The Magic at Stevenson Union


The Southern Oregon University campus has a unique club for those who enjoy the gaming genre. This is the Magic Club who meet twice weekly in the Stevenson Union. This classic role playing game is a favorite among many even though the explosion of computer based games has challenged the primacy of such in person card activities. The club has a diehard group that marches on into the new century despite the technology crowd overwhelming them. All are welcome from fanatic to the casual player who just wants to observe and have some laughs.

The campus based group boasts a pool of some 50 players although perhaps seven or eight is a typical turnout on any given night. To those unfamiliar with Magic, The Gathering, picture a cross between Dungeons and Dragons and Mortal Kombat, sort of. It uses a deck of cards and players have a set of abilities, spells, and weapons they use to prevail in adventures and quests. This really sells the game short however and there are many layers of complexities and strategies and tactics. The game began in the late nineties and had a reign  as one of the top game systems in its time. As new computer games came on line the large number of players started to decline. But to those who love the game, they have allowed it to survive with a loyal base who still enjoy it on a regular basis.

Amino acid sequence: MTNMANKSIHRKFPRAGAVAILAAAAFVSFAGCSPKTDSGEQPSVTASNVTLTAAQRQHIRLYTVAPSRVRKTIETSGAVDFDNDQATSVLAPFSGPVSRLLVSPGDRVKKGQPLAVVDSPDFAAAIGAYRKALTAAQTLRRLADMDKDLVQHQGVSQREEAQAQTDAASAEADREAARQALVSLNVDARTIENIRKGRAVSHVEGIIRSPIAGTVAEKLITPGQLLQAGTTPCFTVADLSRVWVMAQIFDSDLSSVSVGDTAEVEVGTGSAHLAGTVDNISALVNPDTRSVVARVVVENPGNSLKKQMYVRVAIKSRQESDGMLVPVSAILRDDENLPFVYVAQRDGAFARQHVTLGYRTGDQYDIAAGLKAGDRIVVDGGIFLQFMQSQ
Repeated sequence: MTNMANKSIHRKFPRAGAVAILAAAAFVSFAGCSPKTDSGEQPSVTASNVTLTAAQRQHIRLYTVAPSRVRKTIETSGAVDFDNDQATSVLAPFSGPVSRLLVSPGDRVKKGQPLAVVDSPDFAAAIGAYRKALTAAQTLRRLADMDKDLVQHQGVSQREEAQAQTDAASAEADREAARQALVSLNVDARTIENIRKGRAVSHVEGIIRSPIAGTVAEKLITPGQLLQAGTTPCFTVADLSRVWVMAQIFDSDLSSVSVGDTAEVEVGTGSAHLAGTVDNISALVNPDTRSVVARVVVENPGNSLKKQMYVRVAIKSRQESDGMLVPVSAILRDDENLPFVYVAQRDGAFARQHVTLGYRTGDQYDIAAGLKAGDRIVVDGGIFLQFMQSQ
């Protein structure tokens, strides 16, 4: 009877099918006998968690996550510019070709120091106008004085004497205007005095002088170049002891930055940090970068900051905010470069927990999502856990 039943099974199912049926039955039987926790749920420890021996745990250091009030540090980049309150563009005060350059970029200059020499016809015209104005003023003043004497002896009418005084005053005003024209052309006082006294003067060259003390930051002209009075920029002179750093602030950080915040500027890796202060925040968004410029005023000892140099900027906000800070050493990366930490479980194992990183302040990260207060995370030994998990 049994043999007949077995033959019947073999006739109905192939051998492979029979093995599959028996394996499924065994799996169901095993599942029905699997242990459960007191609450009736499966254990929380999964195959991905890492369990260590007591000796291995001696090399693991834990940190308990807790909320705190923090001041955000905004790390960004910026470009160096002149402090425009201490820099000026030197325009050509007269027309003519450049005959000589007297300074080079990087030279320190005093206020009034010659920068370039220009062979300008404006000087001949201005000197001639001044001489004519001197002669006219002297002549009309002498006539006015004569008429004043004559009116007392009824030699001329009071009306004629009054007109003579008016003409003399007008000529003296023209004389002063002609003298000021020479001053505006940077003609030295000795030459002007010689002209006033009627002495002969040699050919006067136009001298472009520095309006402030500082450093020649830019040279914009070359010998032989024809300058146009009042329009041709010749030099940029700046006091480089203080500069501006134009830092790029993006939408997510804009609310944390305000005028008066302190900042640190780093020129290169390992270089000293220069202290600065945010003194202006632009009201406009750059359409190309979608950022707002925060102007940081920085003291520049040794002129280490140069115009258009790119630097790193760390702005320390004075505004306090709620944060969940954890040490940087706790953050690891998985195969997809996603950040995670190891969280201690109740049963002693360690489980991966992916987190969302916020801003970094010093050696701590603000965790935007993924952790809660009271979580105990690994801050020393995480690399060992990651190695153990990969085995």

The game is rather fast paced like 7 card poker yet has the thinkers` qualities of chess to some extent as well. There was a strong sense of cohesion and group buy in on this gaming night yet when asked, each member seemed to have his own unique reason to play and enjoy the game. One player said he played because he enjoyed the challenge of the competition. Another said he “played to get good cards” which speaks to the rich visual artistic qualities of the game. But another student said “ I started to play for love of the game but since then I met so many good people that changed my life.” Clearly there is a very pronounced sub-text here as far as the social interaction and interpersonal connections. One can close your eyes and easily see this group playing poker in a smoky saloon in  the old West in the sense that the personal qualities of the game are often as much a draw as the game itself.

So as many similar games may go the way of the dinosaurs this seems to have an appeal which may cheat extinction. Just as timeless classics like chess have survived the cruel challenges of father time, this game may as well. A bit premature in predicting but worth checking out if you are walking the halls of the 2nd floor of the S.U. some evening. At the very least the game offers good clean fun. No expensive extras are needed and it is absent all the  “in your face” graphic violence prevalent elsewhere in gaming circles.